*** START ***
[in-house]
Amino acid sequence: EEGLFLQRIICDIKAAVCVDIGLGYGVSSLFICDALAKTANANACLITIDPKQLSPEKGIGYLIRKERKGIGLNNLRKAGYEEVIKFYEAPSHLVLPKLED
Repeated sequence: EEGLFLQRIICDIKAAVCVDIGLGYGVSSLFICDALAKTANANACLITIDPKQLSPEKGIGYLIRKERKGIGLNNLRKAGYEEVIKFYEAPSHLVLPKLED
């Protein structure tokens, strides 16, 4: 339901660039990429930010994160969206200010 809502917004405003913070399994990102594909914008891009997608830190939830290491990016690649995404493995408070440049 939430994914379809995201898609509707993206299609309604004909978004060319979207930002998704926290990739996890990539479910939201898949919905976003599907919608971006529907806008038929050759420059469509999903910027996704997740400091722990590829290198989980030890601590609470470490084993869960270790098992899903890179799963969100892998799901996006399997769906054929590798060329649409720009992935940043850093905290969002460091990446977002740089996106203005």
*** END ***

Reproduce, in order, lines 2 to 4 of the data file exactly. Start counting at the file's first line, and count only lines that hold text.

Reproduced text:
Amino acid sequence: EEGLFLQRIICDIKAAVCVDIGLGYGVSSLFICDALAKTANANACLITIDPKQLSPEKGIGYLIRKERKGIGLNNLRKAGYEEVIKFYEAPSHLVLPKLED
Repeated sequence: EEGLFLQRIICDIKAAVCVDIGLGYGVSSLFICDALAKTANANACLITIDPKQLSPEKGIGYLIRKERKGIGLNNLRKAGYEEVIKFYEAPSHLVLPKLED
């Protein structure tokens, strides 16, 4: 339901660039990429930010994160969206200010 809502917004405003913070399994990102594909914008891009997608830190939830290491990016690649995404493995408070440049 939430994914379809995201898609509707993206299609309604004909978004060319979207930002998704926290990739996890990539479910939201898949919905976003599907919608971006529907806008038929050759420059469509999903910027996704997740400091722990590829290198989980030890601590609470470490084993869960270790098992899903890179799963969100892998799901996006399997769906054929590798060329649409720009992935940043850093905290969002460091990446977002740089996106203005």